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  • How to Prepare a Dissertation Proposal: Suggestions for Students in Education & the Social and Behavioral Sciences
  • Kathleen M. Boyle
How to Prepare a Dissertation Proposal: Suggestions for Students in Education & the Social and Behavioral Sciences David R. Krathwohl and Nick L. Smith Syracuse, NY: Syracuse University Press, 2005, 289 pages, $24.95 (softcover)

In How to Prepare a Dissertation Proposal, Krathwohl and Smith provide what they describe as,

an assembly manual that will (1) identify and explain the components of a dissertation proposal, (2) assist you in constructing the needed elements, and (3) guide you in combining the pieces to produce a complete and convincing proposal.


Various learning styles are addressed, allowing a student to identify an independent course of action. The authors suggest students may want to approach the book's chapters "in an atypical order" dependent on their learning style. The idea of an assembly manual brings to mind mechanical step-by-step instructions, yet the authors caution that what they have produced is much more than that.

According to Krathwohl and Smith, graduate students need to understand the "whys" behind the proposal (p. xv); the connections and relationship building that occurs with faculty mentor, how the proposal fits into the "bigger picture" of research, and how the logic of research in this area is situated in this research proposal. The book is predicated on two basic assumptions: a proposal topic has been found and research skills have already been developed by the reader. Krathwohl and Smith qualify that this is not a research text as well as a proposal manual.

The book is organized by sectioning 14 chapters into six parts: (a) concepts fundamental [End Page 232] to proposal writing, (b) advice common to most proposals, (c) advice specific to particular kinds of studies, (d) additional considerations, (e) annotated proposals, and (f) funded proposals. Throughout the book, the authors provide checklists, models, and examples to assist the reader.

Comprised of the first three chapters, part 1 focuses on fundamental concepts to proposal writing: What is a proposal? What are the functions of a dissertation proposal? How does the proposal provide a chain of reasoning?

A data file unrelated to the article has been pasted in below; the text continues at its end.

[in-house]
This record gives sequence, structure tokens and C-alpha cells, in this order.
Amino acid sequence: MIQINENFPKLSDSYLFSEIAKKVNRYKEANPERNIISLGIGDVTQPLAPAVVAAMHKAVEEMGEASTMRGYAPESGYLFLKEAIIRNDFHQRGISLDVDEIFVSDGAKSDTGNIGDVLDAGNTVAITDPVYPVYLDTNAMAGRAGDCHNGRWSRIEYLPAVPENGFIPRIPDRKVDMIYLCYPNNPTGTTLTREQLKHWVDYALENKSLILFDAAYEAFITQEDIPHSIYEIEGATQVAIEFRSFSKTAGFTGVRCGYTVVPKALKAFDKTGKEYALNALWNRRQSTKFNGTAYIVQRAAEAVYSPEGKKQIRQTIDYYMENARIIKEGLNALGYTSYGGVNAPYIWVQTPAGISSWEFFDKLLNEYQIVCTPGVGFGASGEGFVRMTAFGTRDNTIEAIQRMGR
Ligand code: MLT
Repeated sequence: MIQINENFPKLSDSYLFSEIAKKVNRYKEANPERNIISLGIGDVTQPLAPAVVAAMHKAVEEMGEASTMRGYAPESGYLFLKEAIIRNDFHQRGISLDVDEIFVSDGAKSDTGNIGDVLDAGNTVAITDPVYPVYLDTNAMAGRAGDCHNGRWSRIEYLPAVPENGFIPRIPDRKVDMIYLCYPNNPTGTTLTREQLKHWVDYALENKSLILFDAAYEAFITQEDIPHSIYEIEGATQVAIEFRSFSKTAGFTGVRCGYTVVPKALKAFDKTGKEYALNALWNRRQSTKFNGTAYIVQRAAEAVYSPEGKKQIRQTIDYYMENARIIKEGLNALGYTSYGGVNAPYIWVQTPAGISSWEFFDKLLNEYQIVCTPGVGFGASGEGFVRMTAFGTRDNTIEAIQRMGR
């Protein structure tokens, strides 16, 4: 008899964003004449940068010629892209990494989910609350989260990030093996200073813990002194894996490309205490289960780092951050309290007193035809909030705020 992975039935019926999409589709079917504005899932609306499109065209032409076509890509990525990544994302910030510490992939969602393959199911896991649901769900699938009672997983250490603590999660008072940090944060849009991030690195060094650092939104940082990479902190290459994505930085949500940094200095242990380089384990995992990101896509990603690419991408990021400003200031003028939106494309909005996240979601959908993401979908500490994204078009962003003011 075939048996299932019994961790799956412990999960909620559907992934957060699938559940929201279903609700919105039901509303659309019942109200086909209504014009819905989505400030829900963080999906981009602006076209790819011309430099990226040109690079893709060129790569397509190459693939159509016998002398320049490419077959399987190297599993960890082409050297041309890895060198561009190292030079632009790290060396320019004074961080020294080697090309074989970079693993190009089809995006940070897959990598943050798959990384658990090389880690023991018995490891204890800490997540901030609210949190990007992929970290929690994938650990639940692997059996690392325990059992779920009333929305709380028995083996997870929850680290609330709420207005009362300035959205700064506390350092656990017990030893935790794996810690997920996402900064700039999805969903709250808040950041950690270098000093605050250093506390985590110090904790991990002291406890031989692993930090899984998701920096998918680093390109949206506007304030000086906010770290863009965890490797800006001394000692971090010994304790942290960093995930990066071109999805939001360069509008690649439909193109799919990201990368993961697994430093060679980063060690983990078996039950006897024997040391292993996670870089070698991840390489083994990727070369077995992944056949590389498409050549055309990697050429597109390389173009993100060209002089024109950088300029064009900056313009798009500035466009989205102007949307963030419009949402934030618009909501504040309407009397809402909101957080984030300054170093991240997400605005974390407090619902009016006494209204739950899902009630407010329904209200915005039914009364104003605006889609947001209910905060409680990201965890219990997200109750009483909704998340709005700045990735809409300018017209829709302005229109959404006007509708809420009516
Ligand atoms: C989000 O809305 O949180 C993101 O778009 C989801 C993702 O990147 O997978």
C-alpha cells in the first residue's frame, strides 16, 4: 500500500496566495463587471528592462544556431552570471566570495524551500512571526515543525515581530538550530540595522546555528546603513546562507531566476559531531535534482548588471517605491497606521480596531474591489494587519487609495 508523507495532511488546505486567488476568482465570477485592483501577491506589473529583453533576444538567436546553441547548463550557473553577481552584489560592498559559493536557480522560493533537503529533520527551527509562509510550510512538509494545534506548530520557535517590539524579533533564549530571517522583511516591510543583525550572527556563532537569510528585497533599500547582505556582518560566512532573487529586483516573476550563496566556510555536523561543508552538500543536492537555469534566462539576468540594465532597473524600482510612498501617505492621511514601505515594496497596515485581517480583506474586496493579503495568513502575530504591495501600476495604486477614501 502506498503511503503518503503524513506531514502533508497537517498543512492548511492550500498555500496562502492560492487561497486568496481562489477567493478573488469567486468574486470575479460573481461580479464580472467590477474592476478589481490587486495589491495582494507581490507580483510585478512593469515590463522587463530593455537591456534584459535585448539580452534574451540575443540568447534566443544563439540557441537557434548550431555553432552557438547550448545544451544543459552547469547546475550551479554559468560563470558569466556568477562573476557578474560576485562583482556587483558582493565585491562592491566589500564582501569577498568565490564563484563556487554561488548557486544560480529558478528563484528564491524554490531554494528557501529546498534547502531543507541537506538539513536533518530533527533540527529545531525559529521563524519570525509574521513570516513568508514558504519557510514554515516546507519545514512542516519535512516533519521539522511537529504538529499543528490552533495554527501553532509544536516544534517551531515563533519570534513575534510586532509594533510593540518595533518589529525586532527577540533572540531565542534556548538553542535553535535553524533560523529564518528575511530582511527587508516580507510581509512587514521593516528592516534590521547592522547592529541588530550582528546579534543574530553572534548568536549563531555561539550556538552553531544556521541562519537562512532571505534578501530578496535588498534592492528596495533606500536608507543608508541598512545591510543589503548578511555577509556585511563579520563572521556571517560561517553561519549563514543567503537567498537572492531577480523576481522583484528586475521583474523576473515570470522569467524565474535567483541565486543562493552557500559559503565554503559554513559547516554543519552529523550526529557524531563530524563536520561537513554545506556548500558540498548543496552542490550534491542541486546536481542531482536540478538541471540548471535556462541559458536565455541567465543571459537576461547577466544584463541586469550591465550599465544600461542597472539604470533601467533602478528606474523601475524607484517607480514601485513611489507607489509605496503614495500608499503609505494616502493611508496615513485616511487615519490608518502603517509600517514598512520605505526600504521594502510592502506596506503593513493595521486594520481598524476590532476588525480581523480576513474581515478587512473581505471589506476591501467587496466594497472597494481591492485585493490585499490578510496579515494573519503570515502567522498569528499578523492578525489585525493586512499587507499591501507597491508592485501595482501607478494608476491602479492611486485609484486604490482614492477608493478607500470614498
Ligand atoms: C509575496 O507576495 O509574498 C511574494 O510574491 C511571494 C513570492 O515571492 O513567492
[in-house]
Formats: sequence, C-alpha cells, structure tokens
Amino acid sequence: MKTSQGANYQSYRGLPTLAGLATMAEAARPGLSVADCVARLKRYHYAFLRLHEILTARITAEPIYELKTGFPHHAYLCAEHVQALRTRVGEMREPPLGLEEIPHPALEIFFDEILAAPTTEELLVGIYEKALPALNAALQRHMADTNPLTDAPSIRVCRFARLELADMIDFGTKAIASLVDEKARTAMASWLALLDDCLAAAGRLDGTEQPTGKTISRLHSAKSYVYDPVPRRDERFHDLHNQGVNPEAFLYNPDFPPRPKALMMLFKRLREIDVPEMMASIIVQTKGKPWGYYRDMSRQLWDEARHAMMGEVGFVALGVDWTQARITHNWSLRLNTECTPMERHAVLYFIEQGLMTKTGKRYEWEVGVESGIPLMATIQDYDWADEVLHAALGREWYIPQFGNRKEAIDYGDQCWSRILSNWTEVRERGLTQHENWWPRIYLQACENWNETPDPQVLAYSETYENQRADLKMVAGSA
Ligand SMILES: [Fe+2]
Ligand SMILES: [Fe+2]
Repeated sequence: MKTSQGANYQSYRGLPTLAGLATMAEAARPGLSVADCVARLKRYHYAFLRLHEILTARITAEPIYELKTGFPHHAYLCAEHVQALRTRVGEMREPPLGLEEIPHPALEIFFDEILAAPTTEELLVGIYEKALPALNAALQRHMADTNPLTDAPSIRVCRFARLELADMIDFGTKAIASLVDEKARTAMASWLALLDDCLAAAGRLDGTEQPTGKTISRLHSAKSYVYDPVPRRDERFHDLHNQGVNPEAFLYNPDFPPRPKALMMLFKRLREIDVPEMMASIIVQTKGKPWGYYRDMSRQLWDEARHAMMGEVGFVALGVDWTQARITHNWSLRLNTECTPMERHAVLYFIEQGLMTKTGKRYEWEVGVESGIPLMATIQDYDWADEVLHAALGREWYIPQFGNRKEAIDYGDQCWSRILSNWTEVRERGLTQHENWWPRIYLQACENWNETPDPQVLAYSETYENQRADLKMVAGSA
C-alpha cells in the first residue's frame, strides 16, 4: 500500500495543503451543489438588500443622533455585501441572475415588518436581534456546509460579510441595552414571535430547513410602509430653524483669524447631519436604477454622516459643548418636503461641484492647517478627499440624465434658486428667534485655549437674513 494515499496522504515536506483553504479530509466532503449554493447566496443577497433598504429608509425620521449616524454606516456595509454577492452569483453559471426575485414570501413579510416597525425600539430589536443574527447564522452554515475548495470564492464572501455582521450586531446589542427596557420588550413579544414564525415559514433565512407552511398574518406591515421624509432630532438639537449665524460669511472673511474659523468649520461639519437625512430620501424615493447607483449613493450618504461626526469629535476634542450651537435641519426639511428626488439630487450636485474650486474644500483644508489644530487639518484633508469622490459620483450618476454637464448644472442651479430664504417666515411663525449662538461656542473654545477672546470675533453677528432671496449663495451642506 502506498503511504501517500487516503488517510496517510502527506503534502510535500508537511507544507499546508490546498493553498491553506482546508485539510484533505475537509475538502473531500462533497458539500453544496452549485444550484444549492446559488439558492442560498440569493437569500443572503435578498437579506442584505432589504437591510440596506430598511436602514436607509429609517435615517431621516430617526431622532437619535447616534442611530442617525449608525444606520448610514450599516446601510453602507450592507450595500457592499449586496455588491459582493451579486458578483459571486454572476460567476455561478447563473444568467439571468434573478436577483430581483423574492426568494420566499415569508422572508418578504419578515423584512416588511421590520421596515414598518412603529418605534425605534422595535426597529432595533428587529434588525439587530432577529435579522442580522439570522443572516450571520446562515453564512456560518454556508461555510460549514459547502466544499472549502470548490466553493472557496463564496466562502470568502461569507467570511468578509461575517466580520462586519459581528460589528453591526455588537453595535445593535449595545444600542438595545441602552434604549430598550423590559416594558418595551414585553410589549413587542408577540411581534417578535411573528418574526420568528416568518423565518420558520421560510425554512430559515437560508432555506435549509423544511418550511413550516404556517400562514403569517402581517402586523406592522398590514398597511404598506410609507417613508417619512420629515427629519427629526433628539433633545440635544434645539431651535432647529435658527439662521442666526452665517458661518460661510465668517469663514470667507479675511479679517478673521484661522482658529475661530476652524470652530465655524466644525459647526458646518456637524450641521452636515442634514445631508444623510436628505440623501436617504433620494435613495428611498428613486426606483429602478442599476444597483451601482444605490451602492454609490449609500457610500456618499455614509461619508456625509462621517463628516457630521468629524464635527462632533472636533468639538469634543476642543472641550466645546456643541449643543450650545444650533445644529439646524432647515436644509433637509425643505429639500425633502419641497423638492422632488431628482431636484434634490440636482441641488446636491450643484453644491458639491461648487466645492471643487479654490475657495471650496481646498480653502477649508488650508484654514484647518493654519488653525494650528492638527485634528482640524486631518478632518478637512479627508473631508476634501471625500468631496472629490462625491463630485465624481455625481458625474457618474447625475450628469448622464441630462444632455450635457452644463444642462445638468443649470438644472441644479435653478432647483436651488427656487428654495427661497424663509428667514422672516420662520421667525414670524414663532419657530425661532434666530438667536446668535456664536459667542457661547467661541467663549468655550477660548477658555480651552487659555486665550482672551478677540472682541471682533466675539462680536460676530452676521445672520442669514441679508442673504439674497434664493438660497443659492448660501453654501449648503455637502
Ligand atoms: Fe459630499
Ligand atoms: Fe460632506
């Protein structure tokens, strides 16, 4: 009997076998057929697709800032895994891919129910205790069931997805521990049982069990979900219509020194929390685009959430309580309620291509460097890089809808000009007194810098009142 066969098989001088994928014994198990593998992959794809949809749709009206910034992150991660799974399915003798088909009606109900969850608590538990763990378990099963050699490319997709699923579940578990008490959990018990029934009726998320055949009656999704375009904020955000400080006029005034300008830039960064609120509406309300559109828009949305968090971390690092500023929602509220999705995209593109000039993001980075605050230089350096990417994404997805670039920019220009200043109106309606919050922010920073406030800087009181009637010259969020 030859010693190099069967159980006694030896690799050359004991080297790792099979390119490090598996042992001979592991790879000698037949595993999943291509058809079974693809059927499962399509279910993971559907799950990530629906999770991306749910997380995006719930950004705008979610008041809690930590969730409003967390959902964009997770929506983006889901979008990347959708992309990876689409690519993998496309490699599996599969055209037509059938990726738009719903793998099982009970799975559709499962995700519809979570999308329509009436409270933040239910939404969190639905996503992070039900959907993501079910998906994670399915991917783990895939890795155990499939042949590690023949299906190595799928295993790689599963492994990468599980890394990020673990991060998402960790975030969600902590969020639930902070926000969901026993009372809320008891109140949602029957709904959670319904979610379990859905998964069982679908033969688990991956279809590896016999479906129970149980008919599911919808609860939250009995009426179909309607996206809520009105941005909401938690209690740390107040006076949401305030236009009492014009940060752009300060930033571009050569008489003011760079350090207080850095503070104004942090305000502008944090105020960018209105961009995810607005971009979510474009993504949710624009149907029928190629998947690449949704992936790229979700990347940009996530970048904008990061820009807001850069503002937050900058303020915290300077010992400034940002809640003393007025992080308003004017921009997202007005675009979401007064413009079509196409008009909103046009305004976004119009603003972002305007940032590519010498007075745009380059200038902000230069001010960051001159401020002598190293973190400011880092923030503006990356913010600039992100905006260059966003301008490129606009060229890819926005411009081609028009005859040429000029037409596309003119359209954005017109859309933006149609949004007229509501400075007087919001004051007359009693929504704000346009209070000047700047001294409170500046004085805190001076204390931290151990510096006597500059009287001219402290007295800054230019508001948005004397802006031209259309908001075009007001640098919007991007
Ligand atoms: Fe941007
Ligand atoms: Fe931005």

What is a proposal? "That's obvious," you say, "let's get on with it!" We would agree with you, except that it always pays to have a precise idea of where one is going; it makes it so much easier to get there!

(p. 3)

In each chapter, the authors provide definitions, typical guidelines, student examples, and assessments and worksheets. Krathwohl and Smith recommend that everyone should start with this section, even if they read the rest out of order.

Advice is the theme of the second and third sections. Part 2 (chapters 4-6) includes creating a description of the problem and method, along with ensuring feasibility of the proposal. Each of the proposal parts are analyzed by the authors. In part 3 (chapters 7-9) Krathwohl and Smith focus on specific kinds of studies: emergent, qualitative, philosophical, historical, experimental, causal modeling, meta-analysis, survey, evaluation, development, and demonstration. Descriptions of proposal format, structure, and aspects requiring special attention are tackled for each type of study identified.

Part 4 (chapter 10) challenges the reader with additional considerations. Krathwohl and Smith discuss potential disagreements between the recommendations in their text and the advice of committee members, the struggles to get started, demonstrating competence, and several additional issues. The chapter concludes with an impressive general checklist of a dissertation proposal, which the authors acknowledge may differ from institution to institution.

Students may find part 5 the most helpful. This section is comprised of three actual student proposals differing by method and topic. The proposals include annotation connected back to the advice provided by the authors in parts 2-4.

Finding funding is the focus of Part 6. Krathwohl and Smith suggest that students first seek institutional funding noting that special funds exist for this purpose. Funding is an ever-present issue for those of us in higher education and this is an important addition to this book for students and faculty.

Often dissertation chairs and committee members recommend their favorite dissertation "self-help" books texts to their advisees (Bolker...


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